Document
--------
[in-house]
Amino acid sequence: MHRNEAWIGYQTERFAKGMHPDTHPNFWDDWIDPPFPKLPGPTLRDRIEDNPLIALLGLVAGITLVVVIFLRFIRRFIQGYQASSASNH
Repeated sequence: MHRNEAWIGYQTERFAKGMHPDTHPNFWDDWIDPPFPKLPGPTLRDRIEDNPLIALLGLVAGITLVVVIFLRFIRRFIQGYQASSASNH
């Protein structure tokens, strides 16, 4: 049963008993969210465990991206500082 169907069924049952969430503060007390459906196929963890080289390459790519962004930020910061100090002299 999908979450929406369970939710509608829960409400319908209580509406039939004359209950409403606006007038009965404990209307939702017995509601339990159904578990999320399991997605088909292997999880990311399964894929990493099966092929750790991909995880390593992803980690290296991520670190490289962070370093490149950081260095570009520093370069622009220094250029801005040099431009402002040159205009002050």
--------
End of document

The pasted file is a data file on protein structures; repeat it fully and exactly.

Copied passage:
[in-house]
Amino acid sequence: MHRNEAWIGYQTERFAKGMHPDTHPNFWDDWIDPPFPKLPGPTLRDRIEDNPLIALLGLVAGITLVVVIFLRFIRRFIQGYQASSASNH
Repeated sequence: MHRNEAWIGYQTERFAKGMHPDTHPNFWDDWIDPPFPKLPGPTLRDRIEDNPLIALLGLVAGITLVVVIFLRFIRRFIQGYQASSASNH
């Protein structure tokens, strides 16, 4: 049963008993969210465990991206500082 169907069924049952969430503060007390459906196929963890080289390459790519962004930020910061100090002299 999908979450929406369970939710509608829960409400319908209580509406039939004359209950409403606006007038009965404990209307939702017995509601339990159904578990999320399991997605088909292997999880990311399964894929990493099966092929750790991909995880390593992803980690290296991520670190490289962070370093490149950081260095570009520093370069622009220094250029801005040099431009402002040159205009002050």